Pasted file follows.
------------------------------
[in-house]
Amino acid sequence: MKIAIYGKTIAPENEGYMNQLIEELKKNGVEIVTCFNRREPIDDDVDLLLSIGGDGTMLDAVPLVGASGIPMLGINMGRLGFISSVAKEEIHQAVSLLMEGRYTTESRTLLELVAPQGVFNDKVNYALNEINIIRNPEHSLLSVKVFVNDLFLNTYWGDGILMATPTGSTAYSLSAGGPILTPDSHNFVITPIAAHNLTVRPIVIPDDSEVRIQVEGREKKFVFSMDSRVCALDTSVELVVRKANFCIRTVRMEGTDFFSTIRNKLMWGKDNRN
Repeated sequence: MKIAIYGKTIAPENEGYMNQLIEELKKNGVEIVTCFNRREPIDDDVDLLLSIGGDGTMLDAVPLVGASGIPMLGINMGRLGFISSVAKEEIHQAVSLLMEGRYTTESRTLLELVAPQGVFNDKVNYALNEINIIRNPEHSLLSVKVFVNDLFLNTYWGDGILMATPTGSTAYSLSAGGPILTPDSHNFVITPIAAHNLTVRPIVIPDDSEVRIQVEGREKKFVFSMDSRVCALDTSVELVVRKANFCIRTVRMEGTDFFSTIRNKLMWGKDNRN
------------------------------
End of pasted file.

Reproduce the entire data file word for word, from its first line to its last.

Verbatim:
[in-house]
Amino acid sequence: MKIAIYGKTIAPENEGYMNQLIEELKKNGVEIVTCFNRREPIDDDVDLLLSIGGDGTMLDAVPLVGASGIPMLGINMGRLGFISSVAKEEIHQAVSLLMEGRYTTESRTLLELVAPQGVFNDKVNYALNEINIIRNPEHSLLSVKVFVNDLFLNTYWGDGILMATPTGSTAYSLSAGGPILTPDSHNFVITPIAAHNLTVRPIVIPDDSEVRIQVEGREKKFVFSMDSRVCALDTSVELVVRKANFCIRTVRMEGTDFFSTIRNKLMWGKDNRN
Repeated sequence: MKIAIYGKTIAPENEGYMNQLIEELKKNGVEIVTCFNRREPIDDDVDLLLSIGGDGTMLDAVPLVGASGIPMLGINMGRLGFISSVAKEEIHQAVSLLMEGRYTTESRTLLELVAPQGVFNDKVNYALNEINIIRNPEHSLLSVKVFVNDLFLNTYWGDGILMATPTGSTAYSLSAGGPILTPDSHNFVITPIAAHNLTVRPIVIPDDSEVRIQVEGREKKFVFSMDSRVCALDTSVELVVRKANFCIRTVRMEGTDFFSTIRNKLMWGKDNRN